However, the influences in mental health were different. A longer time because the diagnosis was related with both lower [49] and higher mental health [63]. Lower mental health during the time may emerge in individuals where longitudinal follow-up caused to a successful control of HIV [49]. After that, PLHIV encountered difficulties to state mental problems because they were anticipated to feel happy because of their suitable health status. On the other words, a longer period may make the growth of effective coping approaches easier which may improve mental health [56]. It is essential to control mental health frequently by health care providers, regardless of the physical condition of the patient.

This study had several limtations. The included studies examined different covariations and had varying approaches to creating their models including logistic and linear models as well as some conducting univariate and other multivariate approaches. Examples of covariate classifications that differed from each study were education and income levels. Thus we stipulated the inclusion criteria indicated in method to allow for aggregation of data and to perform the meta-analysis.

Conclusion

The results illustrated that time diagnosing and availability to hospital services had significant relationship with a higher QoL and CD4 < 200 was associated with a lower QoL. Providing comprehensive diagnostic and therapeutic facilities for early detection well as monitoring the health status of PWLHs’ can be a useful agenda to for policymakers who are looking to for managing HIV/AIDS infection and improve QoL of life in their community. Considering the medical needs of HIV/AIDS patients, developing supportive and therapeutic actions regarding their illness are recommended.

Availability of data and materials

The datasets used and/or analyzed during the current study are available from the corresponding author on reasonable request.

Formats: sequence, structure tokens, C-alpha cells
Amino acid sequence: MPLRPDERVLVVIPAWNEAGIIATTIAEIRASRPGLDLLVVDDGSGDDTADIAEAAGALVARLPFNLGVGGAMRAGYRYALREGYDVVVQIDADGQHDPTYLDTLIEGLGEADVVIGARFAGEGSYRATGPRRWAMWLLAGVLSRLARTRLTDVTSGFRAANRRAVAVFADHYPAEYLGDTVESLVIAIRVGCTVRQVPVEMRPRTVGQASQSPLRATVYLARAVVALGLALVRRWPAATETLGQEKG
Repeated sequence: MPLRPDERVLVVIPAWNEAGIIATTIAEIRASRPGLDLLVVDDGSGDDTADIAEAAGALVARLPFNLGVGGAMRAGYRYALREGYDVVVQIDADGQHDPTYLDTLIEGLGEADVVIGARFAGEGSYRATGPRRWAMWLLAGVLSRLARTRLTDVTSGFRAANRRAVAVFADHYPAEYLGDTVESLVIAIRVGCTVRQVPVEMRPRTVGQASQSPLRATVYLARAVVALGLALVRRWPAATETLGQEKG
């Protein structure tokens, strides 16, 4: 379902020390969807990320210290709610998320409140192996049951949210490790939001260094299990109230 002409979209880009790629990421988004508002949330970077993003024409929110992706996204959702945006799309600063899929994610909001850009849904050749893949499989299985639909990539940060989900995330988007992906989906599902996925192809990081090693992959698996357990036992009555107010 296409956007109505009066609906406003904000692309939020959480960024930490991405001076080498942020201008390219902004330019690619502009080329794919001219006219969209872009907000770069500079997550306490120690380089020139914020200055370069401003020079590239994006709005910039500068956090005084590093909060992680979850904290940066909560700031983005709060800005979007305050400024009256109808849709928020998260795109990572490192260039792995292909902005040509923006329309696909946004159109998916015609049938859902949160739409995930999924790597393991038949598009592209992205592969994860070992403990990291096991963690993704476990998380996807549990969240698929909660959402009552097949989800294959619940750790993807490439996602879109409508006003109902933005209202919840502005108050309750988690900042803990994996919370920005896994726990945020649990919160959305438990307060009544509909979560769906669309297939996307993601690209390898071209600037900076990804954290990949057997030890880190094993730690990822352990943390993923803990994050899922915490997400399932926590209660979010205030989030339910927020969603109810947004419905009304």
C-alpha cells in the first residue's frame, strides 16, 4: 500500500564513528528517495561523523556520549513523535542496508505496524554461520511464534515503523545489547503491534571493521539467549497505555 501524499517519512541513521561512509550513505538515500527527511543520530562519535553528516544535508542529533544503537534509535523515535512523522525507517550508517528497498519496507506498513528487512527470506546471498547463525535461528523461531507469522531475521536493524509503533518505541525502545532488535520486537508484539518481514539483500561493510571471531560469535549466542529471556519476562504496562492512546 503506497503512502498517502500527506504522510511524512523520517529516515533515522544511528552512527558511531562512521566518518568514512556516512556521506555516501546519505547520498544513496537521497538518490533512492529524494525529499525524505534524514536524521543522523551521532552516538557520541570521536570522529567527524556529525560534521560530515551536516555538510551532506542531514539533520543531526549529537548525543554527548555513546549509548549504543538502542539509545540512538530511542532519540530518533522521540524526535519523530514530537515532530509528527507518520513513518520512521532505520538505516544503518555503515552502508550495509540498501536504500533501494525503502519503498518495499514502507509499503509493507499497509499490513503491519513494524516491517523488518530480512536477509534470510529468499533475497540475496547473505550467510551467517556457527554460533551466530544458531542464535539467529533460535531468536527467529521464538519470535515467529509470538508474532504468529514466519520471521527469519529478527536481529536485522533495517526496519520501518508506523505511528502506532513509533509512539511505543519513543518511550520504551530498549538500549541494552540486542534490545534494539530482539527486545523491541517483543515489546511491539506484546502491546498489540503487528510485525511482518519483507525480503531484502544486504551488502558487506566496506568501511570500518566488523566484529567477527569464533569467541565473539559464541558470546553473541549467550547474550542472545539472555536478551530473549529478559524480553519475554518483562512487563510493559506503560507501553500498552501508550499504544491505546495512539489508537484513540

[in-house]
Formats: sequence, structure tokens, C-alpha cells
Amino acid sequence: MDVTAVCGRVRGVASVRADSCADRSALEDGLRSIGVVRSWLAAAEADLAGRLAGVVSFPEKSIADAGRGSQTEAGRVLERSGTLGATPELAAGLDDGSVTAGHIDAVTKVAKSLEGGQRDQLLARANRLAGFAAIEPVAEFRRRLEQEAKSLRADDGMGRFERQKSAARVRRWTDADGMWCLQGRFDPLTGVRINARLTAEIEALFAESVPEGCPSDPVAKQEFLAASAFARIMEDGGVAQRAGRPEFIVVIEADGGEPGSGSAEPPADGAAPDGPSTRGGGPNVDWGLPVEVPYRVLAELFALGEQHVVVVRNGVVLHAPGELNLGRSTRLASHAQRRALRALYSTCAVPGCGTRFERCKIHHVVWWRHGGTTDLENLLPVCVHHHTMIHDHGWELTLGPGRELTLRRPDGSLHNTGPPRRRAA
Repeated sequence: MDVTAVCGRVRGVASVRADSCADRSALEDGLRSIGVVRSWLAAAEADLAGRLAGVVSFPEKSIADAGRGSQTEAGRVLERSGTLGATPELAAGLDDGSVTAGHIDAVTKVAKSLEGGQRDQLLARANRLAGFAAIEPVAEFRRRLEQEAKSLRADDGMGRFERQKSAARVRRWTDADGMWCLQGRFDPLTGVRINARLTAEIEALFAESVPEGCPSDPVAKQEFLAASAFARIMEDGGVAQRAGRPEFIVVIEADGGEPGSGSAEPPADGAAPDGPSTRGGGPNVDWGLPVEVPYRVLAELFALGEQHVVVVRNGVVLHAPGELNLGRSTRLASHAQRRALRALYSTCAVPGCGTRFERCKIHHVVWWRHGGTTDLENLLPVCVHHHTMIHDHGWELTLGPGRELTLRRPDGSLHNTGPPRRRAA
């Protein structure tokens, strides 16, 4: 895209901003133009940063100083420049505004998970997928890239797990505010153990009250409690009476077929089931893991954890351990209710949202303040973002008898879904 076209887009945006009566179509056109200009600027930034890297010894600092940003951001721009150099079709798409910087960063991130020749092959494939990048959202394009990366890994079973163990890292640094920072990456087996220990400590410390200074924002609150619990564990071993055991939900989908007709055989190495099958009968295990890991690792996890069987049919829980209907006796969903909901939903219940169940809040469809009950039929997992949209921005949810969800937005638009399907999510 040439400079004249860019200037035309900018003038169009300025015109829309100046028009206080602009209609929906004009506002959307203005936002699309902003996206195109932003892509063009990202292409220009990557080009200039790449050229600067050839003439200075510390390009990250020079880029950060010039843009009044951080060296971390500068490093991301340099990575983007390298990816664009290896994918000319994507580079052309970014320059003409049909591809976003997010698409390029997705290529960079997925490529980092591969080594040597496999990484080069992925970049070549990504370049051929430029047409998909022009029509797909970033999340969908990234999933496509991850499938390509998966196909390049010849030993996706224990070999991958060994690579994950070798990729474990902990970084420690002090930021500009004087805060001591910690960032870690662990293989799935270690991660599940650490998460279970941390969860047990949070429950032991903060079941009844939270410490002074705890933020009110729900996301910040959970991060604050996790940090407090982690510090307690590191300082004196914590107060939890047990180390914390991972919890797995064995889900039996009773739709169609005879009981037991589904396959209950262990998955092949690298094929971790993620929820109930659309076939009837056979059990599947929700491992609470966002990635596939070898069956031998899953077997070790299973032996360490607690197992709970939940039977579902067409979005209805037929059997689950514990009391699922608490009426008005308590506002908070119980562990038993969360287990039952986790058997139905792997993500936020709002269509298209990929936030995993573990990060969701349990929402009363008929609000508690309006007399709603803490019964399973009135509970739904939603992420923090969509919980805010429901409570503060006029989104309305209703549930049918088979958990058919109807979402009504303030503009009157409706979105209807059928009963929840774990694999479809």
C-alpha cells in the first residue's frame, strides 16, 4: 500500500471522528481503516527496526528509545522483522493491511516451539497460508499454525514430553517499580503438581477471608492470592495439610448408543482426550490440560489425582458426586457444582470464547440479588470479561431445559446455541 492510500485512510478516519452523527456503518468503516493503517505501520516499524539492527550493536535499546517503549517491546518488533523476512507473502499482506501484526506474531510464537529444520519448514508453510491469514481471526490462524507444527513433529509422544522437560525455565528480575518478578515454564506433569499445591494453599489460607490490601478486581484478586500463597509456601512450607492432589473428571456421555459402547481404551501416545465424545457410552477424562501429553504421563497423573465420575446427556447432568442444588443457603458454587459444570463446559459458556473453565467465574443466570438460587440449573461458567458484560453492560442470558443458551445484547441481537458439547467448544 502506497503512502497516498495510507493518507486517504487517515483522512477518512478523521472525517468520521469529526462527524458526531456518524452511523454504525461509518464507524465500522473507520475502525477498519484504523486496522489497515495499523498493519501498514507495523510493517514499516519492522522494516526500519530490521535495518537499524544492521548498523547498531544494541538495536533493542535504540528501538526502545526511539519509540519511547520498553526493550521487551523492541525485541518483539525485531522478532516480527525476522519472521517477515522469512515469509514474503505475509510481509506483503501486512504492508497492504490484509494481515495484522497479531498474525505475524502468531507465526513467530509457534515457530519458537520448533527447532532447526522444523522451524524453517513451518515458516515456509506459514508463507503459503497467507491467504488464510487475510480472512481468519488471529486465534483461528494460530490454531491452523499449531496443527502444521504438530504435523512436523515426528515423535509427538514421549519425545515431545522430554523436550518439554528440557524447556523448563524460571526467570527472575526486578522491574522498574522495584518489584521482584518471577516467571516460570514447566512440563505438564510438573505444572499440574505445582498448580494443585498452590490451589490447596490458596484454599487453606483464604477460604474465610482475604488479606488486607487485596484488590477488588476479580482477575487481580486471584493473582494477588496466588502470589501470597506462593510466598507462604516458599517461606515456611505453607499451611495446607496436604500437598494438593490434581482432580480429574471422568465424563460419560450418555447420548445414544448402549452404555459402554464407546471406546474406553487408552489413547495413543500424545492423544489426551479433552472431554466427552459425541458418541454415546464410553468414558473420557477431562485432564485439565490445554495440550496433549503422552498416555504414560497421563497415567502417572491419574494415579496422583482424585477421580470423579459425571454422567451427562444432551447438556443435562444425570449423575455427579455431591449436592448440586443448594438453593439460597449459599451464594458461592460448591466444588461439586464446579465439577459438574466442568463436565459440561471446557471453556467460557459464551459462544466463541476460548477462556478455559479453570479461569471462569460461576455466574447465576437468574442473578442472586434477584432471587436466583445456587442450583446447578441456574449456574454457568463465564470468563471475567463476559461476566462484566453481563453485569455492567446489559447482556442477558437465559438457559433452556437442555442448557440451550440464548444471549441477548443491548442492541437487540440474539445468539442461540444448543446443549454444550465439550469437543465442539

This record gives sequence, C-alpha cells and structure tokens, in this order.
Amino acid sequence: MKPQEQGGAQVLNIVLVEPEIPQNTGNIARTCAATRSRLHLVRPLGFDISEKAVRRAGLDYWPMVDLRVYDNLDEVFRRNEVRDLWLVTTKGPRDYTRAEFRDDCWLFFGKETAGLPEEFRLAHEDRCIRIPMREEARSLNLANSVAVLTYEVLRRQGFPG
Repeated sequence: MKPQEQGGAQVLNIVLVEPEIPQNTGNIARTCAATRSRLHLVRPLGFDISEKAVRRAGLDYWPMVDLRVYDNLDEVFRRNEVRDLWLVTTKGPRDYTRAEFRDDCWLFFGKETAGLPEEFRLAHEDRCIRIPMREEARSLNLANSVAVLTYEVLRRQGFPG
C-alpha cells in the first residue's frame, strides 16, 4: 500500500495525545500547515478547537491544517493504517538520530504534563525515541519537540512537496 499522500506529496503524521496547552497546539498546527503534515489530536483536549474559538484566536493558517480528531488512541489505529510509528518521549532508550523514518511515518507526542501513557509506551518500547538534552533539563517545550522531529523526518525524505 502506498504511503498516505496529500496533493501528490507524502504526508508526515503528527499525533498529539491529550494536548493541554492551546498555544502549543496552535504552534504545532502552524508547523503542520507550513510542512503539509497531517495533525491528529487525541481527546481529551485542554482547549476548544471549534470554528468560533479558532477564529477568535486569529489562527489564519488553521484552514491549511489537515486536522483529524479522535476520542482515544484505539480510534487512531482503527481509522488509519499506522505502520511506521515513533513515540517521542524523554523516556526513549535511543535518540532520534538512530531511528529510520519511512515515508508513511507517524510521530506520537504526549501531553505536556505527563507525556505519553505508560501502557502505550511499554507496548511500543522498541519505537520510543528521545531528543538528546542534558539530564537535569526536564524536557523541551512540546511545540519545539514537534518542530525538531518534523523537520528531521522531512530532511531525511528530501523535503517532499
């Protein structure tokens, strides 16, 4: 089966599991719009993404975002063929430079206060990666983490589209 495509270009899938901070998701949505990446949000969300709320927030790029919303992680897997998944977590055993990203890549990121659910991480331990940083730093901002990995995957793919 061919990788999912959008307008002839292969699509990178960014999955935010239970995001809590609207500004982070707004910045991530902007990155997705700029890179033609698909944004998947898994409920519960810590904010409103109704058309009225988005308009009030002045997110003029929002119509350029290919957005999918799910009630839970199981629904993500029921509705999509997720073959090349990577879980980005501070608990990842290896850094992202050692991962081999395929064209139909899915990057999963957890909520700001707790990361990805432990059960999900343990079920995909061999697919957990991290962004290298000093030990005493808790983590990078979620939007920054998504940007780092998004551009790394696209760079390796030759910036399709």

Abbreviations

ART:

Antiretroviral therapy

cART:

Combination antiretroviral treatment

HAART:

Highly Active Antiretroviral Therapy

HIV:

Human Immunodeficiency Virus

HRQoL:

health-related quality of life

ORs:

Odds ratios

PRISMA:

Preferred Reporting Items for Systematic Reviews and Meta-Analyses

PWLHs’:

People Who Live with HIV/AIDS

QoL:

Quality of Life

UNAIDS:

United Nations joint program on HIV and AIDS

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Acknowledgements

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Funding

This study was sponsored by Social Determinants of Health Research Center, University of Social Welfare and Rehabilitation Sciences, Tehran, Iran, grant No.: 1355. Study design, data collection, and data analysis are all being conducted independently of funder involvement. This manuscript was prepared independently and did not necessarily reflect the views of the trial’s funders. No funding was provided for the preparation of this manuscript.

Author information

H.Gh, and BA. Conceived the study. H.Gh. and B.A. collected all data. H. Gh, GH. Gh A and MN analyzed and interpreted the data. H.Gh.,KW and B.A. drafted the manuscript. BA, H. Gh and AB revised the manuscript. All authors commented on the drafts of the manuscript and approved the final copy of the paper.

Correspondence to Bahram Armoon.

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Corresponding Authors: Bahram Armoon Social Determinants of Health Research Center, Saveh University of Medical Sciences, Saveh, Iran. tel:.

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Ghiasvand, H., Waye, K.M., Noroozi, M. et al. Clinical determinants associated with quality of life for people who live with HIV/AIDS: a Meta-analysis. BMC Health Serv Res 19, 768 (2019) doi:10.1186/s12913-019-4659-z

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Keywords

  • Clinical aspects
  • Quality of life
  • People who lived with HIV/AIDS infection
  • Meta- analysis